Release date: April 10, 2001
Contact: Deb Hammacher, Assistant Director, 404-727-0644, or email@example.com
The selection of a concerto was a specific decision by instrumental music director Scott Stewart as a way to wrap up the orchestras involvement in the universitys Year of Reconciliation. The concerto was a good choice because the concerto as a genre is a reconciliation in itself in that it is a balance of solo virtuosity and the collaborative nature of the large orchestra. I also thought it would be a nice balance against the Williams choral work, says Stewart.
Cerovsek is a young, rising star, and he brings a lot of energy and youthful vitality, says Stewart. I always want to expose my students to the best possible musicianship.
The 29-year-old violinist is one of the true, rare prodigies, but not just in music. The Vancouver, British Columbia, native began studying the violin at age five, beat out 3,000 other musicians for the grand prize in the Canadian Music Competition at age nine, and graduated from the University of Torontos Royal Conservatory of Music with the highest marks in strings at age 12. That same year he was accepted at Indiana Universitywhere he was a classmate of Stewartsto study with the famed teacher Josef Gingold. At age 15 Cerovsek earned his bachelors degree in music, but also in mathematics. Masters degrees in both subjects followed at 16, doctoral degrees at 18.
And what do math and music have to do with each other? Apparently Cerovseks ability in both makes it easy for him to memorize an astounding repertoire of pieces. In a Tulsa, Okla., magazine interview in February, he said such memorization was a matter of data compression and that he has lucky neurons. The repertoire for each season of about 80 performances includes some 15 concerti and two or three recital programs.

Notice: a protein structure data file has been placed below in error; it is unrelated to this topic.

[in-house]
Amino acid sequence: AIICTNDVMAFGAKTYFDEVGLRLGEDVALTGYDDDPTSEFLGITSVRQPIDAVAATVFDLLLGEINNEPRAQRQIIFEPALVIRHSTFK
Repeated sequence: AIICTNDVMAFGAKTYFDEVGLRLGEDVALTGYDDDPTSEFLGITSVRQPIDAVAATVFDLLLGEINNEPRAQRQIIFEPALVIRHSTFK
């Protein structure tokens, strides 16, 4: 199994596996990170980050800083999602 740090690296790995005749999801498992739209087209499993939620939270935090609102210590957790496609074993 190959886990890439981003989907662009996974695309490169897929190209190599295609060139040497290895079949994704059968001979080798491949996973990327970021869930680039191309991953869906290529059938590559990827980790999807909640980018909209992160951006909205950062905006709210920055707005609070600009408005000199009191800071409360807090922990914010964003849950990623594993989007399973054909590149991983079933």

Cerovsek is best known for his handling of material from the romantic violin tradition, although he does enjoy contemporary composers as well. He has recorded three CDs: a collection of Russian pieces titled Russian Soul, Mozart Adagios with pianist Carol Rosenberger, and a collection of Wieniawskis music performed with his sister, pianist Katja Cerovsek.
The affinity for Wieniawski is no accident. Cerovsek studied under Gingold until the teachers death in 1995. Gingold had studied violin with Eugene Ysaÿe, who in turn had studied under Wieniawski (1835-80).
Cerovseks engagements this season include appearances with Austrias
Pannonische Philharmonie, New Zealands Auckland Philharmonia Orchestra
and Canadas Winnipeg Symphony Orchestra, in addition to several
recitals. Other upcoming dates include performances with the Huntsville
(Ala.) Symphony Orchestra, Long Beach (Calif.) Symphony Orchestra, Toledo
(Ohio) Symphony Orchestra and the Berlin Symphony and Real Filharmonica
Return to Arts & Humanities Releases
Return to Public Events Releases
Copyright © Emory University
Atlanta, GA 30322
For more information contact: TheWeb@emory.edu